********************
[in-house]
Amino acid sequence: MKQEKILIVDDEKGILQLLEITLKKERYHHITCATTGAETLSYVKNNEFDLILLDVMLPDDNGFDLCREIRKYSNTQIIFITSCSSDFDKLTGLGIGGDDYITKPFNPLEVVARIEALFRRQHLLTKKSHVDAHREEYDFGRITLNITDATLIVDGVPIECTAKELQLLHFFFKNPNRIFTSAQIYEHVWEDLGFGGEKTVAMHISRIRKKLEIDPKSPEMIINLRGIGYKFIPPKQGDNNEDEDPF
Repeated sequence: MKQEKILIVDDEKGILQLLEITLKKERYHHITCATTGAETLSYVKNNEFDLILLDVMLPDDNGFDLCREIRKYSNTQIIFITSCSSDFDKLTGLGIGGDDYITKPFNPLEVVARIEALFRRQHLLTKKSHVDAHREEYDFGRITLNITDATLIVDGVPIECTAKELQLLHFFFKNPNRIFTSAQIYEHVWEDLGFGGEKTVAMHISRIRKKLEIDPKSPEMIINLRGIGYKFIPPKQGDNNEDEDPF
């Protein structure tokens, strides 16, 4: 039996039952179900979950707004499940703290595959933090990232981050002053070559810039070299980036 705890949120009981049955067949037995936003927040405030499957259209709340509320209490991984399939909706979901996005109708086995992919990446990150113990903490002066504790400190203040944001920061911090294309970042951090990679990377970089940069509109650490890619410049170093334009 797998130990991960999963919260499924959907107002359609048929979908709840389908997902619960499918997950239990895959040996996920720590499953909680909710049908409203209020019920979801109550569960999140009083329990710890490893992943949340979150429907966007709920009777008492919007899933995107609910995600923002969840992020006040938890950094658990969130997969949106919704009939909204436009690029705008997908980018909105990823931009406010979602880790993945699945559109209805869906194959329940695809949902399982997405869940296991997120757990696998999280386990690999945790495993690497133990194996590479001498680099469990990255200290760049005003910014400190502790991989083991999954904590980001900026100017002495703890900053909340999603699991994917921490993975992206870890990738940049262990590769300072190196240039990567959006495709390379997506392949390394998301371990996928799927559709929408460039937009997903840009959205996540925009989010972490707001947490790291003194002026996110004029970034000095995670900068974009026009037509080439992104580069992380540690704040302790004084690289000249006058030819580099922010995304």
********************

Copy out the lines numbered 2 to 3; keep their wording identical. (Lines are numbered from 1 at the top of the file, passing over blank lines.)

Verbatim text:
Amino acid sequence: MKQEKILIVDDEKGILQLLEITLKKERYHHITCATTGAETLSYVKNNEFDLILLDVMLPDDNGFDLCREIRKYSNTQIIFITSCSSDFDKLTGLGIGGDDYITKPFNPLEVVARIEALFRRQHLLTKKSHVDAHREEYDFGRITLNITDATLIVDGVPIECTAKELQLLHFFFKNPNRIFTSAQIYEHVWEDLGFGGEKTVAMHISRIRKKLEIDPKSPEMIINLRGIGYKFIPPKQGDNNEDEDPF
Repeated sequence: MKQEKILIVDDEKGILQLLEITLKKERYHHITCATTGAETLSYVKNNEFDLILLDVMLPDDNGFDLCREIRKYSNTQIIFITSCSSDFDKLTGLGIGGDDYITKPFNPLEVVARIEALFRRQHLLTKKSHVDAHREEYDFGRITLNITDATLIVDGVPIECTAKELQLLHFFFKNPNRIFTSAQIYEHVWEDLGFGGEKTVAMHISRIRKKLEIDPKSPEMIINLRGIGYKFIPPKQGDNNEDEDPF